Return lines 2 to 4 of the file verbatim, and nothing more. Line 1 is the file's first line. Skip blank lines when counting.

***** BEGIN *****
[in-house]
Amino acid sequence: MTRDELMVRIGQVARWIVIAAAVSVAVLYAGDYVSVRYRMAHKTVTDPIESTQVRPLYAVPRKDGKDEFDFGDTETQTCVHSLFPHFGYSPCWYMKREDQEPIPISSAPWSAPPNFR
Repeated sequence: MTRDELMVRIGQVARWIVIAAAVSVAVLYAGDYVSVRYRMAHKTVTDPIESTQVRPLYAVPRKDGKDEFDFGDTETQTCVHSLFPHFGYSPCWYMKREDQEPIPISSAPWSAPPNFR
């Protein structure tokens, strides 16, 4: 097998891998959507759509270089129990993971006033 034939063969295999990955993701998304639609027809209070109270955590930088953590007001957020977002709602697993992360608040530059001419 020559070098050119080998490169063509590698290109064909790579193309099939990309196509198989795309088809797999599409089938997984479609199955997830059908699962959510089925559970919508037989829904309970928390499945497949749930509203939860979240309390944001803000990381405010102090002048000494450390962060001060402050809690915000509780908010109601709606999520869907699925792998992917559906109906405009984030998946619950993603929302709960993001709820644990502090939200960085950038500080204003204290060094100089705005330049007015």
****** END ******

Amino acid sequence: MTRDELMVRIGQVARWIVIAAAVSVAVLYAGDYVSVRYRMAHKTVTDPIESTQVRPLYAVPRKDGKDEFDFGDTETQTCVHSLFPHFGYSPCWYMKREDQEPIPISSAPWSAPPNFR
Repeated sequence: MTRDELMVRIGQVARWIVIAAAVSVAVLYAGDYVSVRYRMAHKTVTDPIESTQVRPLYAVPRKDGKDEFDFGDTETQTCVHSLFPHFGYSPCWYMKREDQEPIPISSAPWSAPPNFR
């Protein structure tokens, strides 16, 4: 097998891998959507759509270089129990993971006033 034939063969295999990955993701998304639609027809209070109270955590930088953590007001957020977002709602697993992360608040530059001419 020559070098050119080998490169063509590698290109064909790579193309099939990309196509198989795309088809797999599409089938997984479609199955997830059908699962959510089925559970919508037989829904309970928390499945497949749930509203939860979240309390944001803000990381405010102090002048000494450390962060001060402050809690915000509780908010109601709606999520869907699925792998992917559906109906405009984030998946619950993603929302709960993001709820644990502090939200960085950038500080204003204290060094100089705005330049007015």